I have no idea if Thich Nhat Hanh is a self proclaimed Buddhist or 
not.  Knowing him a little bit I can not see him doing any 
proclamation about anything for he's a very wise, sweet, humble 
profoundly peaceful man.  I know about him that he has turn round the 
dharma wheel and created a new way slightly different way tradition 
from the tradition he comes from.  This is natural, the dharma is 
something alive which comes first from guiding books and education 
and becames through daily direct experience practice a living dharma. 
I can say for sure about him that whatever he teaches is something 
that he has experienced first by himself. He won't ever talk about 
something that he has not experienced first.  In fact one amongst his 
multi remarkable skills is to reduce to the minimum the use of words 
that can create distraction in the mind and using words that are very 
simple but a smack to the intelectual mind, individualism and ego. A 
person who is looking for sophisticated discourses and candy words 
would find Thic Nhat Hanh tedious and boring.   Or on the other hand, 
a perosn who can also be intelectual but has reached to conclusion 
that intelectuality can be a boundary when this is not used in the 
appropiate way, then that person, if receptive enough, would find 
Thich Nhat Hanh a very enlightened person. 

My direct experience about him is that he is a living Buddha.  I can 
sense, touch and see that in all his body language, his living 
dharma, his energy, in each action he does.... When he pass on his 
dharma he doesn't pass on just words but also pass on his direct 
experience about it!.  So the words become like something very lively 
and real in him.  He never talks about something that he has not 
experiencing first by himself.

The tradition he teaches I'm not sure but I'm under the impresion 
that has its roots in Mahayana Buddhism.  

I have never hear before zen without the influence of buddhism or 
having as buddhism in its root. Interesting also the simplicity you 
seem to follow your own practice.  I like from it how direct is and 
its simplicity.  I also like from it how open is to criticism, and 
the fact that one can talk  about positve things and negative things 
happening to one in a very open way. In constrast to the profound 
wisdom from Thich Nhat Hanh I have always found difficult to relate 
myself in the non monastic sanghas due to its kind of Disneyland way 
of doing. I certainly share with you that as a practicioner I don't 
like to wave but to deal with what it comes as it comes alone. 
Though, I do lack of the mental stability over my emotions and 
solidity you seem to have.  

You say that you practice from the perspective "Just This".  But "Just
This" can not exist without "Just That".

zen or buddhism are not bigger or smaller.  They may be different 
ways in which the dharma is transmitted and nothing else.

I'm truly happy to see you active in the list.  Sorry if we can't 
help oneselves by letting you lurking.  I suppose we all miss you 
very much.  The zen forum is not the same without you, JM, Mike,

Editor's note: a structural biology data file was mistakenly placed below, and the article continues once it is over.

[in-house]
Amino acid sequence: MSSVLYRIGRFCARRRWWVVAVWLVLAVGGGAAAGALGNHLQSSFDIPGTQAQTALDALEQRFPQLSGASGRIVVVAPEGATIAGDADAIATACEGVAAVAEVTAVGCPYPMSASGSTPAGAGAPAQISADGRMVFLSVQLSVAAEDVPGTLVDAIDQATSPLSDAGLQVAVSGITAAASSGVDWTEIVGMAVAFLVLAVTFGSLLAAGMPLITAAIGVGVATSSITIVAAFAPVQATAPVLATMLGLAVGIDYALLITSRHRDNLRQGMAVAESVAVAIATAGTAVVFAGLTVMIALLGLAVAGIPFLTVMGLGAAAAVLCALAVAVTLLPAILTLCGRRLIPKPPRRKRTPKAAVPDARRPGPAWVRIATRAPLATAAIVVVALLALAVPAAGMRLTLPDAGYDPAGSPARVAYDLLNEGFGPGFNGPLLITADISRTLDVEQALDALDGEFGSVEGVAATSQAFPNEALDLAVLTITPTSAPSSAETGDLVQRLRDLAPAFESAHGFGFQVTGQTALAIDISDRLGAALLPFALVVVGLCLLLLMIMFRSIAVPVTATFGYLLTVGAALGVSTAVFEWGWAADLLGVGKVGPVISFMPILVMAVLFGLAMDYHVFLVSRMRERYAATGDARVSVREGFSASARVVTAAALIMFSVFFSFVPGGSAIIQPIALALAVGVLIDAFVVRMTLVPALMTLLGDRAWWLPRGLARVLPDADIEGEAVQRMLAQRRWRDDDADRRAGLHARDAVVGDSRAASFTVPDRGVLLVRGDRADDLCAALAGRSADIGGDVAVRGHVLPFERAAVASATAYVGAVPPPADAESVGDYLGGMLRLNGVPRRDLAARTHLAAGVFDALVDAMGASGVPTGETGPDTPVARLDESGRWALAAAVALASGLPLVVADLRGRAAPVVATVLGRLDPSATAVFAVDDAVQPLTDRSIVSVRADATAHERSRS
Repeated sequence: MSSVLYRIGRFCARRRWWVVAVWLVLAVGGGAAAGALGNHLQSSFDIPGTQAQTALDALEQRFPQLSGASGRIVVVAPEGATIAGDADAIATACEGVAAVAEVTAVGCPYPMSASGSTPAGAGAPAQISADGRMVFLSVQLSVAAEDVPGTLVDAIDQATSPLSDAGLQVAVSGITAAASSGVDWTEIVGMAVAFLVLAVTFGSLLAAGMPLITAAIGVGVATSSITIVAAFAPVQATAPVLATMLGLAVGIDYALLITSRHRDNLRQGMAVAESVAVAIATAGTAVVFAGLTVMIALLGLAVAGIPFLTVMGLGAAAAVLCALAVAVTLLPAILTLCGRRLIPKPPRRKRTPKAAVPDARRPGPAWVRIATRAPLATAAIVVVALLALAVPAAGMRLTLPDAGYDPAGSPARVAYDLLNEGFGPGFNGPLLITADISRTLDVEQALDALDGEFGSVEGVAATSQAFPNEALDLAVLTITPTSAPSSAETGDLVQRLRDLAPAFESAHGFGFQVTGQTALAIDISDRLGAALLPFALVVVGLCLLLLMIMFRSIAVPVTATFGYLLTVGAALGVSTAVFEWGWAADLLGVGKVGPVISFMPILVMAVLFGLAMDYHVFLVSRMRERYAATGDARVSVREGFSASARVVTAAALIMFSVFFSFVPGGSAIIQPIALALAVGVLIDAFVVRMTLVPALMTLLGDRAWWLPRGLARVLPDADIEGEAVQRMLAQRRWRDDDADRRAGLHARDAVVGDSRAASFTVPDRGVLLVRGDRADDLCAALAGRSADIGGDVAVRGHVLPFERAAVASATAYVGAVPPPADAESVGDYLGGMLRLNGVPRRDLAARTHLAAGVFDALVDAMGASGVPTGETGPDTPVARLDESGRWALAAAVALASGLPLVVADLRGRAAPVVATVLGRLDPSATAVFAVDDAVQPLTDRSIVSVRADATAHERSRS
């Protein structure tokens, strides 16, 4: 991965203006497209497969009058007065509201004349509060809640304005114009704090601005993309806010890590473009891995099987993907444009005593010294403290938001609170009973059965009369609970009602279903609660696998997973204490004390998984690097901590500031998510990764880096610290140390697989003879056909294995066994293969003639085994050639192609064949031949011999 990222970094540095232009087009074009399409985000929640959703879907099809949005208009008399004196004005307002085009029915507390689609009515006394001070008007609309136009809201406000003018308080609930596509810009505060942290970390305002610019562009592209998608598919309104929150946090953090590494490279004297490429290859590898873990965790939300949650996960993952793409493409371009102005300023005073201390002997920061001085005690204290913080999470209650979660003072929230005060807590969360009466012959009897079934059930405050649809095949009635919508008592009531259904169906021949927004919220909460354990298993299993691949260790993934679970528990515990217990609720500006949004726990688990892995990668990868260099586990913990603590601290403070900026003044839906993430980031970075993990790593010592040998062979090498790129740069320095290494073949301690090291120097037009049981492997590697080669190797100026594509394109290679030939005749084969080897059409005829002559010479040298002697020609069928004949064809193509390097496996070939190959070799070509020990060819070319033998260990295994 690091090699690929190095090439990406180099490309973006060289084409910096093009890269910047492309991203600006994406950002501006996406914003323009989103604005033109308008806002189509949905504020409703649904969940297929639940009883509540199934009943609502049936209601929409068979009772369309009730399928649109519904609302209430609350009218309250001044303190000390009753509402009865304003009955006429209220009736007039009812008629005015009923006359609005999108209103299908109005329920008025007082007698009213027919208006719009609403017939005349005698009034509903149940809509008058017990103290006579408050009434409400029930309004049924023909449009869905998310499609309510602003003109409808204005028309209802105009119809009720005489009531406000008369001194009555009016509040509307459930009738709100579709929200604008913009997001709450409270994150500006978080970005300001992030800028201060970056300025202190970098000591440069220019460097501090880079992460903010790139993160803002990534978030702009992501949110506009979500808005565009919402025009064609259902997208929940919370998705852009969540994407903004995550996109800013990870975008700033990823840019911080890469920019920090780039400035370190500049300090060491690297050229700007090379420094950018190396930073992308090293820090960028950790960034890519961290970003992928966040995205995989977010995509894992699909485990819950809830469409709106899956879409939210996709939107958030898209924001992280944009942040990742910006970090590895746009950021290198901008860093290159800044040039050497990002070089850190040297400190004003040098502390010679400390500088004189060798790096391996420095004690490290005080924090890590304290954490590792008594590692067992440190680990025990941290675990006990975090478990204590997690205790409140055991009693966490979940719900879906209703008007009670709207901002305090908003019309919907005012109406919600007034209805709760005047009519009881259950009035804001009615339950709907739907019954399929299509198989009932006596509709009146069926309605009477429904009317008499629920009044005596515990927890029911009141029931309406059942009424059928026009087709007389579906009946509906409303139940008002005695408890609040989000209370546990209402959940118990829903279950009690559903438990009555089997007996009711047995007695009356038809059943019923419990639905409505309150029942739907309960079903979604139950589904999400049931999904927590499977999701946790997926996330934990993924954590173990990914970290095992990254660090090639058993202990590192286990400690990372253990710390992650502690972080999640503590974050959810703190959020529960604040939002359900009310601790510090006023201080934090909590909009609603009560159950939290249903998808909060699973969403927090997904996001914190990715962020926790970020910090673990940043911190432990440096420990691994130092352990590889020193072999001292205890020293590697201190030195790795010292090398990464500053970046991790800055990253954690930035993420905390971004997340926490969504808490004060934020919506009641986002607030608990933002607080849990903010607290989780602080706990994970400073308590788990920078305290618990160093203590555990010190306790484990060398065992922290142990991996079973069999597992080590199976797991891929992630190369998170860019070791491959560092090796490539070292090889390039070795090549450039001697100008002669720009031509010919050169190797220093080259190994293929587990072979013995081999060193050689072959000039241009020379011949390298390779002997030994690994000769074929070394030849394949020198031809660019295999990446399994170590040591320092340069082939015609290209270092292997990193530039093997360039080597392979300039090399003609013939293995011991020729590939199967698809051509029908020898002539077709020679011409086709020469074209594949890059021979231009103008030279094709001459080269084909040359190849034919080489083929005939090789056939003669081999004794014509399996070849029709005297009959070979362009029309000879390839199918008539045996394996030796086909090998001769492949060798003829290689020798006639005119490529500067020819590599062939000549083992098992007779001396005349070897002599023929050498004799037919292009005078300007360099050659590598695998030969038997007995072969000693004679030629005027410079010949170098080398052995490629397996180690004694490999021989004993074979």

A respectuos bow to you

--- In, "Bill Smart" <[EMAIL PROTECTED]> wrote:
> Mayka,
> With no disrespect to Thich Nhat Hanh, he is a self-proclaimed 
> Buddhist so presumbably practices and teaches zen from a Buddhist 
> perspective.  Buddhism recognizes karma so what else would you 
> from him?
> The reason I post a lot about the the relationship between zen and 
> Buddhism is because most people believe they are one in the same, 
> at least believe that zen is a sub-set of Buddhism, like Vipassana 
> Buddhism, Theravada Buddhism, Mahayana Buddhism and Zen Buddhism.  
> fact there are many flavors of Zen Buddhism: Japanese, Korean, 
> Chinese (Chan) and Vietnamese, the type of Zen Buddhism that Thich 
> Nhat Hanh teaches (I assume)is based on Theravada Buddhism.  
> I did mis-speak in one of my recent posts.  Zen is not BIGGER than 
> Buddhsim or other religions.  Zen is much, much SMALLER than 
> In my opinion zen is the essence of all of these.  Buddhism, for 
> example, is the covering, the adornment, the presentation - and 
> presentation can change from person to person and place to place.
> I practice zen from only the perpective of Just THIS!  There is no 
> karma in Just THIS!  There is no like or not like in Just THIS!  
> There is no adornment or anything extra in Just THIS!
> Apparently Lurking No More...Bill!
> --- In, "Mayka" <flordeloto@> wrote:
> >
> > With all my respect to you Bill but;
> > 
> > Thich Nhat Hanh is a Venerable Zen Buddhist Master who was borne 
> with 
> > the zen spoon in his mouth.  He is also one of the greates 
> > of our time.  But most important he is a person who have gained a 
> > very impresive profound understanding of zen practice.  Yet,  I 
> have 
> > never heard him the kind of comparations you often make between 
> > buddhism and zen. The fact that you need to compare this so often 
> > rings a bell of a kind of insecurity there.
> > 
> > True that we don't like to talk about karma but there is no 
> > that Karma actually exists.  
> > 
> not 
> > a matter that you believe this or not but a matter that you 
> > experience it.  If you can't experience this it only means that 
> > instead of being engage in the self you went to the other 
> > extreme and got dangerously engage with the non self.  However if 
> you 
> > would go beyond of these pair of opposites then you'll see that 
> both 
> > interbeing with each other and therefore karma exists whether you 
> > like it or not.
> > 
> > Mayka 
> >


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